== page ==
» Heritage management in the Mediterranean. An international perspective from our intern Clara Marshall
11.06.2014 - UNESCO Office in Venice

Heritage management in the Mediterranean. An international perspective from our intern Clara Marshall

© Clara Marshall

We have conducted an interview with our intern, Clara Marshall. Clara, a British citizen brought up in Italy, is on board with an internship since mid-April to assist our Culture Unit in support of communication activities. Clara aspires to work in the field of cultural heritage management and we hope her internship within the UNESCO Regional Bureau for Science and Culture in Europe, Venice (Italy), will translate into a concrete place for her passions to converge and her future profession to take shape.

Growing up, Clara followed her parents as their jobs took them around the world, from Turkey to India and South-East Asia. For years, she remained convinced that she would do something that would take her on adventures to far off places: journalism and, when she became interested in ancient history, archaeology. Although these professions still hold a considerable appeal for her, she has since focused her attention slightly closer to home, and eventually aims to work in policy making and research in the field of cultural heritage management in Italy and the Mediterranean.

Tell us about yourself: what is your background, and why did you want to intern at UNESCO?

Two main factors have conspired to influence my academic (and, later, professional) choices.  On the one hand, growing up in Rome and studying in Italian schools left me with an enduring love of social, cultural and material history that eventually led me to pursue an undergraduate degree in Classics at Cambridge; on the other, the unshakeable feeling of being a foreign national in my own country encouraged a fascination with modern languages and international politics that influenced my choice of Master’s – International Relations at Sussex University. This combination has led me to explore areas ranging from late Roman history and archaeology (a hot summer excavation in the Tiber Valley did not entirely succeed in crushing my enthusiasm for the Roman world!) to Middle Eastern politics, passing through Spanish, Arabic, and even a brief attempt at Romanian.

Why did you want to intern at UNESCO and what do you think you are gaining from your experience so far?

As a sideline to my studies, while still trying to zoom in on exactly where and what it was I wanted to be, I worked for several small NGOs, in Rome and Jerusalem. What I learned from this experience is that, in a context where five or six people are trying to keep the ship afloat, decision-making often involves a formidable clash of wills the outcome of which alternates between extremely fruitful and extremely ineffective, and in which as a temporary member of the team I was not always able or willing to participate. This time, I was keen to try working at the opposite end of the spectrum – for the sake of comparison – in an environment where decisions are governed as much by international guidelines and legal restrictions as by personal initiative.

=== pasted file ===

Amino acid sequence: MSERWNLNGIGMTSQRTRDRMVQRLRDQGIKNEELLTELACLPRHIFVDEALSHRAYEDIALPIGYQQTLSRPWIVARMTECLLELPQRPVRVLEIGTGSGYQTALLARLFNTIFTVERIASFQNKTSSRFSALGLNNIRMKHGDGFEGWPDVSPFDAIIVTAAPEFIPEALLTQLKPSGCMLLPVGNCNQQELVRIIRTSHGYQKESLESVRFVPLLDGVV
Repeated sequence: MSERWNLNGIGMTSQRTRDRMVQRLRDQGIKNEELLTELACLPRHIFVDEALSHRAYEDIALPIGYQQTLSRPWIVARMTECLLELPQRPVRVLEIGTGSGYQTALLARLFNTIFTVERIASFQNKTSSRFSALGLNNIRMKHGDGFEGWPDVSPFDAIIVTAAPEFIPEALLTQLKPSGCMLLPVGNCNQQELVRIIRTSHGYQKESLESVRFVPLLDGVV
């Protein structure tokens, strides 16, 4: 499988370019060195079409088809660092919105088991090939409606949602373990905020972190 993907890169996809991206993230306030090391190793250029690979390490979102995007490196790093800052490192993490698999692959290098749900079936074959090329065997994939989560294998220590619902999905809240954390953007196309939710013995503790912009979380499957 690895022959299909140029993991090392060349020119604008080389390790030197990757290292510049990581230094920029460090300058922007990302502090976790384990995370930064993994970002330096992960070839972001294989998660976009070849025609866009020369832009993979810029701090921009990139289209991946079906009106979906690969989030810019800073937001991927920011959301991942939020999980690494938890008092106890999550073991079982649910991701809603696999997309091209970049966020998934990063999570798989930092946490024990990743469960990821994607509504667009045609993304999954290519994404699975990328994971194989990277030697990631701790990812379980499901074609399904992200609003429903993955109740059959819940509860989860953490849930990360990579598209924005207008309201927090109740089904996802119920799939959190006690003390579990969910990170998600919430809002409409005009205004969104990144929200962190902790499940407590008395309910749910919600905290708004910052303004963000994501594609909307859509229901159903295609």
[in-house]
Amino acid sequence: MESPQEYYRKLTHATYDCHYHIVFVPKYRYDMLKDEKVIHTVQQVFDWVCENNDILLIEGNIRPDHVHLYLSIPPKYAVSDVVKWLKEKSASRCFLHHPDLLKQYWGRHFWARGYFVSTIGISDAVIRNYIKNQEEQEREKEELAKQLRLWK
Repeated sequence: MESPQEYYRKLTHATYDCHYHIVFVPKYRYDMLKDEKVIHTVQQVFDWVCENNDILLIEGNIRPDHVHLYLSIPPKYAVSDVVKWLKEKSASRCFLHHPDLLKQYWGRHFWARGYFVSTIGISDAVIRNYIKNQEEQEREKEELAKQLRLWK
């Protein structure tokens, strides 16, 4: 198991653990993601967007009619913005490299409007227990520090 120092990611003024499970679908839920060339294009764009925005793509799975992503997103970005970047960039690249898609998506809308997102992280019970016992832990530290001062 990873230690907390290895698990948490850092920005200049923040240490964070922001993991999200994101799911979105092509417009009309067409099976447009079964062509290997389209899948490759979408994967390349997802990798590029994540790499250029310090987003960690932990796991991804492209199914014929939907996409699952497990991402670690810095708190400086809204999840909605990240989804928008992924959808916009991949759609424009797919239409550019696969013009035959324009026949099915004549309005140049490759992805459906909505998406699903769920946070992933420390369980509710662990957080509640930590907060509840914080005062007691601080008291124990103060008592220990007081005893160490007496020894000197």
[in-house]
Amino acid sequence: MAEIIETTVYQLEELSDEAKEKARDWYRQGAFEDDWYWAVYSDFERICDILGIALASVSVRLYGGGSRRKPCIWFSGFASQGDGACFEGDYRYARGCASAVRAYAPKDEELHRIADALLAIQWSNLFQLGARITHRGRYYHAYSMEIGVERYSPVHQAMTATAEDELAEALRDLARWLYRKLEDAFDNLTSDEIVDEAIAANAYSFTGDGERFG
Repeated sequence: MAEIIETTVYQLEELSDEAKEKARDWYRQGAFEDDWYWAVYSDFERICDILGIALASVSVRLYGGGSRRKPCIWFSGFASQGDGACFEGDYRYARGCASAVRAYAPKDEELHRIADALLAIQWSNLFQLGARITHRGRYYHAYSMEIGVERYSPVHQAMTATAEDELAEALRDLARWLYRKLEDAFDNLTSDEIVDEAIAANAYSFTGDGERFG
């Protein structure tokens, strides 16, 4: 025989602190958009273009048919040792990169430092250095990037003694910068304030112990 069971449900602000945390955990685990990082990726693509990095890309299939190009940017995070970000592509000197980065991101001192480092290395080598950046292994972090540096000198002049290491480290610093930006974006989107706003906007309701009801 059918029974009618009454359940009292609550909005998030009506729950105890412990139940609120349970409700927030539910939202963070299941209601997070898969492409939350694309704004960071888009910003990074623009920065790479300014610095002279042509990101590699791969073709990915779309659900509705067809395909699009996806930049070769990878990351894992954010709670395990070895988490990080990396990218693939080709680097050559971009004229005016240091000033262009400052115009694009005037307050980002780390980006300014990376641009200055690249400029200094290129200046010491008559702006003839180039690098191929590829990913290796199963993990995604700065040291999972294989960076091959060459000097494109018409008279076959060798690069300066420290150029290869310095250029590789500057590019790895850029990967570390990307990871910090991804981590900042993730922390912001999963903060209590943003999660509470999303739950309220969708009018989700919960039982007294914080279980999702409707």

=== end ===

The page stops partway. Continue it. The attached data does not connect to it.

That said, my interest in UNESCO itself runs deeper. With its involvement in cultural heritage and its role in international governance and diplomacy, it ties together several strands that have so far been running parallel in my life. My internship in public information and communication with the Culture Unit allows me to take what I know – writing, analysis, language skills – and apply it within an unfamiliar framework, a process which has already taught me a great deal, amongst other things, about working in a professional environment and following specific guidelines. In short, I have come to appreciate the truly complex (and extremely interesting) applications of the otherwise abstract term ‘communication’, in the context of such a large and wide-ranging organization where coordination is everything and transparency is paramount. Above all, however, the internship has allowed me to work with topics I find truly fascinating, something that I know can never be taken for granted.

What will happen after the internship? How will it influence your choices?

I have observed, first hand and as part of my studies, that heritage and the historical narratives surrounding it have for centuries played an important role in terms of social construction and national identity, with the power to unite and divide. I have also seen how easily they can be forgotten and left to crumble. It is an area I am profoundly interested in would like to explore further. My hope is that this vague premise will lead to a range of professional experiences in a number of different countries.

If my experiences to date have given me a clear sense of the field in which I would like to work, my internship at UNESCO has helped me to clarify my ideas still further, by showing me the many tasks and roles this sector encompasses, and allowing me to explore how I can best employ my skills and talents while pursuing those areas of the sector that most interest and inspire me. This is largely thanks to my colleagues, who have gone out of their way to advise me in my work and include me in office procedure and activities, making me feel like a valued member of their team.




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